La Croix: Since the end of the Cold War, we had largely forgotten, at least in Europe, the hypothesis of the use of a nuclear weapon. But this threat is agitated again on the occasion of the war in Ukraine. Is the comparison with the situation that prevailed during the Cold War relevant?
Benoit Pelopidas : With the exception of shocking moments like the war in Ukraine, we tend, in reality, to deny the possibility of unwanted nuclear strikes, and post-Cold War popular culture no longer helps us fight against this. denial.
As in the days of the Cold War, we still have no protection against a deliberate, accidental or misperceived nuclear explosion. If the number of nuclear weapons has decreased since the fall of the Berlin Wall, it would only take 1% of the approximately 12,000 weapons spread over the planet to explode on cities to create a nuclear winter that would cause more than a billion deaths.
In your latest book, you come back to several moments when the use of the weapon was narrowly avoided. What did you conclude?
PO: The question that must be asked is the following: has a catastrophe been avoided thanks to control practices or, on the contrary, thanks to a failure of these practices (disobedience or technical failure) or to the intervention of external parameters? In the last two cases, we must speak of luck, and it would be incorrect to attribute the absence of an explosion to a success of said control practices. For example, in January 1961, at goldsboroin North Carolina (USA), two bombs, each 250 times more destructive than the one that leveled Hiroshima, did not explode by chance (they fell from a damaged bomber, editor’s note).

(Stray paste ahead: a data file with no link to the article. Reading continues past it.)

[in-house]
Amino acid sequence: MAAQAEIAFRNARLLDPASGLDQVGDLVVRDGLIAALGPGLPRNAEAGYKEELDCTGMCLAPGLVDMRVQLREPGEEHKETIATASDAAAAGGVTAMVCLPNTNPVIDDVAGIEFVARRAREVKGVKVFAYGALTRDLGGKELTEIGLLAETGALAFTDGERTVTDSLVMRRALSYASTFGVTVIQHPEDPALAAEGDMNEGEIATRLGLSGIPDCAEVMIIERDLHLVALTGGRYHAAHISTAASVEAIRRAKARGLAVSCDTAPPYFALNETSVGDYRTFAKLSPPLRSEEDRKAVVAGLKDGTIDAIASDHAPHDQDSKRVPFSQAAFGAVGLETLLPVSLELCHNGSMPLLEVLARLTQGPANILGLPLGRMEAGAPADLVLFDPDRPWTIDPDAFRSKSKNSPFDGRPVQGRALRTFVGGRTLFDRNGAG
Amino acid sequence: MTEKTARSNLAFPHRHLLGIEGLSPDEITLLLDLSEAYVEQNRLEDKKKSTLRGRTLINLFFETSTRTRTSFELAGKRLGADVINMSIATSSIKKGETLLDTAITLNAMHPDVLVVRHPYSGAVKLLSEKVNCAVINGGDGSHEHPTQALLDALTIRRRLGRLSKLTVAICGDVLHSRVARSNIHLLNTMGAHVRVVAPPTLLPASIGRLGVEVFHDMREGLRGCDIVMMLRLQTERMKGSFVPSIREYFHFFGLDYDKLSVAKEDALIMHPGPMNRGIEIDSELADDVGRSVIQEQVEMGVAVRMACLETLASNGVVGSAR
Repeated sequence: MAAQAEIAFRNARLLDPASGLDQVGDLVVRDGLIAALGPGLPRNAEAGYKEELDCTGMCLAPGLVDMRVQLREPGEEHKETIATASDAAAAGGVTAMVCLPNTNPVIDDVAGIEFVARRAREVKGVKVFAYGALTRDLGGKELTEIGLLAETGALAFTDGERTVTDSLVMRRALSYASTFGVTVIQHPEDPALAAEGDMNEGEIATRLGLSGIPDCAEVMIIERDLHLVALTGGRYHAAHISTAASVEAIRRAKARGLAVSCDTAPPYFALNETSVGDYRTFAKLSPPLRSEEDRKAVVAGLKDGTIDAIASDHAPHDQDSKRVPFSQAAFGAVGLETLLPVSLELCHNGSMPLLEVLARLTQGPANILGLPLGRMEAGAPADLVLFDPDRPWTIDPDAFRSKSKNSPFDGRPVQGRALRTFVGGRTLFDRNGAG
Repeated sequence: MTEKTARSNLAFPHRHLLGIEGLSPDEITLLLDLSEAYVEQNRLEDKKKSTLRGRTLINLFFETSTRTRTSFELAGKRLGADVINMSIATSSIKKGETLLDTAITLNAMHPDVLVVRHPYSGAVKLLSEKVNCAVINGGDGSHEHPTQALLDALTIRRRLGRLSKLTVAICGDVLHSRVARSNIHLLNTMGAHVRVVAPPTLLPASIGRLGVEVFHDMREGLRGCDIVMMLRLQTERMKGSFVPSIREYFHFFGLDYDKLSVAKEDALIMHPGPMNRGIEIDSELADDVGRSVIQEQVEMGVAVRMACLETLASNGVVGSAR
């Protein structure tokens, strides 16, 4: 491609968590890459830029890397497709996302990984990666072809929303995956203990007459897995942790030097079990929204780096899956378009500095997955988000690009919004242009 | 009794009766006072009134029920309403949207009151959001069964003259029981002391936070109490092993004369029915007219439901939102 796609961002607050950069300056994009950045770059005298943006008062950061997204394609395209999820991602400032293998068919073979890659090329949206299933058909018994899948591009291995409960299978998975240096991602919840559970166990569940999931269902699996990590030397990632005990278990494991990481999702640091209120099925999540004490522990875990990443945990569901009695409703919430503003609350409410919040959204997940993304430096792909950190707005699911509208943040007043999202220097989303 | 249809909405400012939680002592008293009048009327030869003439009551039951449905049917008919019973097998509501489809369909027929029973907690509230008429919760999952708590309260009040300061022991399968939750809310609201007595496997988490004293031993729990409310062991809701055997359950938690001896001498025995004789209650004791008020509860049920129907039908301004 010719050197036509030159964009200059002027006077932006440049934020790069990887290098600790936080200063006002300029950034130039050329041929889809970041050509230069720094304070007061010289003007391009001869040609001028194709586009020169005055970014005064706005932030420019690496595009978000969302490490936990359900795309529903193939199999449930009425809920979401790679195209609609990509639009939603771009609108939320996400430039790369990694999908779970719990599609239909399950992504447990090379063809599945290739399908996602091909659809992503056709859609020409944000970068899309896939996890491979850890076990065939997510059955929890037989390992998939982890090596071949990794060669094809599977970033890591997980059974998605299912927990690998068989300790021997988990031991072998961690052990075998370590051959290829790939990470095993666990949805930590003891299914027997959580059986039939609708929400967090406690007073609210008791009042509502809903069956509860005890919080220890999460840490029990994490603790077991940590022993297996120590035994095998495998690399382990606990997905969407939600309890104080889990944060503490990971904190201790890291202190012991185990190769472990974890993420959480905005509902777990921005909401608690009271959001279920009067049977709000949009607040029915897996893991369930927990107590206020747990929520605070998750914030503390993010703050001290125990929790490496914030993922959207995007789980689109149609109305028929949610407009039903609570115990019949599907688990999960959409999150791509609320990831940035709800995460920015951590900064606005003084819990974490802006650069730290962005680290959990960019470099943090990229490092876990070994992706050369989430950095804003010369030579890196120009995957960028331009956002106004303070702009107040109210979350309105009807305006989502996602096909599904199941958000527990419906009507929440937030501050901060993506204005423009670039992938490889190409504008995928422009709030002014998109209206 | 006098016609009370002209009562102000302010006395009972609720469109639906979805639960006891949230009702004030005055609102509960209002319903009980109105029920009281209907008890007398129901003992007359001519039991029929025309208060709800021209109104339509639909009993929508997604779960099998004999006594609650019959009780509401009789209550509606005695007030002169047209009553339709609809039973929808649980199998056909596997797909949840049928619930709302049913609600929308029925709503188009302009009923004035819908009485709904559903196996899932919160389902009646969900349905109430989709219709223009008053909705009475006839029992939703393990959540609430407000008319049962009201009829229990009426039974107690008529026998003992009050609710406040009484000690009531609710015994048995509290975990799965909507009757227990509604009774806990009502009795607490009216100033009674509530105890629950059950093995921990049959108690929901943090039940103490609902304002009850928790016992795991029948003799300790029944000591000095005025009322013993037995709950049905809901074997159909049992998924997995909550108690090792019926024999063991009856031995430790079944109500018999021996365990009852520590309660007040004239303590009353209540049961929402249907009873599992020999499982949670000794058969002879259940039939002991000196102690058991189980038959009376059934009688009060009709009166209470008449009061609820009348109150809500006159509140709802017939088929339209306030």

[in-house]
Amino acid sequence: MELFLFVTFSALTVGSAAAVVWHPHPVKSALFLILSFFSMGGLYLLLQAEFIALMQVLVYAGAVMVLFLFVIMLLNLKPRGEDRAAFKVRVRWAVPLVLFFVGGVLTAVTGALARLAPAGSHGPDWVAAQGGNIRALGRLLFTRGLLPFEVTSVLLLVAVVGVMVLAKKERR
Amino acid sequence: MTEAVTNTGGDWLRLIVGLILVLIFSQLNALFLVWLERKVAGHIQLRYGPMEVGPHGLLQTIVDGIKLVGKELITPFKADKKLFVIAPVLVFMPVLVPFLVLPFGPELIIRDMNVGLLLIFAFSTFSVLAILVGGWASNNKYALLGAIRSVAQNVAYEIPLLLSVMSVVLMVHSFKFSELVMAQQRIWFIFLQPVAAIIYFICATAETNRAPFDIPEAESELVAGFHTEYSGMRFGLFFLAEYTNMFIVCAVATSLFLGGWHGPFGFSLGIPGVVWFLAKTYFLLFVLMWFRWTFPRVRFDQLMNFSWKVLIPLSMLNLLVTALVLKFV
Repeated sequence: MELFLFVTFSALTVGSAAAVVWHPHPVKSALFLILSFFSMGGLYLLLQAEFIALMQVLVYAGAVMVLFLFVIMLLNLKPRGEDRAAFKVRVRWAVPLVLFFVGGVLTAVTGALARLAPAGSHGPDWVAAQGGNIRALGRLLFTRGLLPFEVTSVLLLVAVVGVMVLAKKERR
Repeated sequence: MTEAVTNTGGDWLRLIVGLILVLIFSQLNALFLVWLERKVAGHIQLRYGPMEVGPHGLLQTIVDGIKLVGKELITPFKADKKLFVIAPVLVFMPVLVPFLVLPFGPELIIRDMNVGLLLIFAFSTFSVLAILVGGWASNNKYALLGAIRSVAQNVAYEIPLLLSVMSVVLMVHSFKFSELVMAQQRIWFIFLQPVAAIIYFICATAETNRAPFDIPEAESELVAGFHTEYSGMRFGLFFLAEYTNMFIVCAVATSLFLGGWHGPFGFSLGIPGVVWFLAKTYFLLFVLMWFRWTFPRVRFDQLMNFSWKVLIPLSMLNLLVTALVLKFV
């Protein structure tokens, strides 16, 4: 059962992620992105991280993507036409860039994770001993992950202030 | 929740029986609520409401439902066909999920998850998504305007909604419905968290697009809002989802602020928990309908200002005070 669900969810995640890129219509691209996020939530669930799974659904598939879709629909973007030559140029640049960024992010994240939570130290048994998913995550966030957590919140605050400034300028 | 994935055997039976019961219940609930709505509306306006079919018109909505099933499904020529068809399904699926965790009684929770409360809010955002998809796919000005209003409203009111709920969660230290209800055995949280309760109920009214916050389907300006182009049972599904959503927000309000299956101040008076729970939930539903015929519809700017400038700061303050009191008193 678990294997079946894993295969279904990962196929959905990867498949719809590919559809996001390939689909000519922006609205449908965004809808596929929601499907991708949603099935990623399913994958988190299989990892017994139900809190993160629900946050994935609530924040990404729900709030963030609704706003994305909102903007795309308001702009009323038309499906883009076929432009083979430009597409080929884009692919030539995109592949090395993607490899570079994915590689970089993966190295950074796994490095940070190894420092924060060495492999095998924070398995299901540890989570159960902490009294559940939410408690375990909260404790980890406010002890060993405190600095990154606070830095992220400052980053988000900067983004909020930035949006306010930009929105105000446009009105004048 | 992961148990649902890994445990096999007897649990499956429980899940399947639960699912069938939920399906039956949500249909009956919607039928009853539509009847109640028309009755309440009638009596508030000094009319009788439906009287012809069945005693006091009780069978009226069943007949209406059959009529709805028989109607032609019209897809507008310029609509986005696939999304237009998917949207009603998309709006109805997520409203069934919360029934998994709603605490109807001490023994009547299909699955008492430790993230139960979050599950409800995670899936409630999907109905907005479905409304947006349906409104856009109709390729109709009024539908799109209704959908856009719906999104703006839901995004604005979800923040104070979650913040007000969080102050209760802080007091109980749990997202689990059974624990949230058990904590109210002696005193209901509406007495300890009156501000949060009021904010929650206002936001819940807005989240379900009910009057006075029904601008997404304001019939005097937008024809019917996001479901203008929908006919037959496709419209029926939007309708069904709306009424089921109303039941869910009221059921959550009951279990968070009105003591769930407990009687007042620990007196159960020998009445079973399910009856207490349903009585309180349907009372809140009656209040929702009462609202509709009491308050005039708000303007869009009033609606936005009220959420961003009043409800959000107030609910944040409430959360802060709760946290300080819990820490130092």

The bottom line is that the cases presented in detail in the book are most likely an understatement, because they depend on available records and testimonies. We therefore only have good knowledge of these cases in the United States and the United Kingdom. In other nuclear-weapon states, opacity cannot be taken as proof of perfect control.
Let us recall in passing that it took us at least thirty years to take stock of the danger of the Cuban crisis of 1962, the best documented and most studied crisis. Thus, we cannot deduce from our lack of knowledge of this type of case over the past twenty-five years that everything has been checked.
Where is the mobilization in favor of a world without nuclear weapons today?
PO: As we speak, the Nuclear Weapons Ban Treaty has 61 member states and 91 signatory states. The two key questions are whether the war in Ukraine is going to be seen as a relevant precedent in nuclear policy or as a unique case, and what lessons different stakeholders will draw from it. The post-Cold War years have been an unprecedented period of non-proliferation, and it is essential not to revive demand for these weapons systems. Notably by perpetuating a false idea, namely that if Ukraine had kept nuclear weapons on its territory in the 1990s, it would not have been invaded.